Settlement Ends Decade-Long Main Line Property Fight

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    NEWSLETTERS

    Narberth residents and Maybrook owners finally settle a decade long fight on whether Maybrook can build condominiums in Lower Merion. NBC10's Doug Shimell talks to some residents about the issue. (Published Monday, Aug 12, 2013)

    It’s a legal battle that has been fought in the Main Line for over a decade. But now the fight is finally coming to an end. 

    At the center of it all is the historic Maybrook Mansion which sits on one of the last chunks of developable land in Lower Merion. The 44-acre estate is located in Lower Merion Township but shares a border with Narberth Borough along North Wynnewood Avenue.

    In March of 2002, the Lower Merion Board of Commissioners approved a tentative plan for the development of a 250-unit apartment building as well as a four-story parking garage on the land. Narberth Borough immediately sued to stop the development however, fearing traffic would spill into the streets.

    “There’s a lot of traffic down there,” said Narberth resident Becky Roeser. “That’s the one thing we were really worried about.”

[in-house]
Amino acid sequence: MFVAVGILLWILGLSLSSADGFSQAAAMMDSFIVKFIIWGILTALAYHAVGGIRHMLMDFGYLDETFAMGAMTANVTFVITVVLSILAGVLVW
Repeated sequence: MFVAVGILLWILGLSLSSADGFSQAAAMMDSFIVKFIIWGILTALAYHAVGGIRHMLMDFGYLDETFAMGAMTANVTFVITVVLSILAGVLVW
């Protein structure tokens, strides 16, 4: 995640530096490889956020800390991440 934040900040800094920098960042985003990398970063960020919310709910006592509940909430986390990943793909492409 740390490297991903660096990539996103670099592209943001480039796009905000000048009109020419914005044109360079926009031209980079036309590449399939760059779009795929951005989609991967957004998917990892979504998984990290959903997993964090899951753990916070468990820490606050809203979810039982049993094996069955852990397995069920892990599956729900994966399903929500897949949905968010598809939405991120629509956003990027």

The case went all the way up to the Pennsylvania Supreme Court. A day before a new trial however, a settlement was reached between both sides.

    “I think the parties were in earnest and wanted to settle it,” said Marc Jonas, a Narberth solicitor. “We had a trial date that was looming. That’s when the pressure is on for parties to consider. Do we want to leave this to the courts and have this sort of protracted over more years? Or do we want to see if we can resolve it between ourselves.”

    The settlement limits the development at 250 units. It also allows Narberth to receive $325,000 and additional money to improve traffic at the Narberth tunnel with a traffic light or roundabout. The Narberth Borough Council during a meeting Monday night.

    “It’s probably the best settlement that we could manage,” said Narberth resident Betty Kennedy.

    Not all Narberth residents are happy with the plan however.

    “We fought it and we took it all the way up and eventually you lose to the big guys,” said Barbara Wurth. “I’m now gonna have to fight 250 more cars. If they have two cars per house you’re looking at 500 more cars coming out of one exit. It’s not fair to a little residential street.”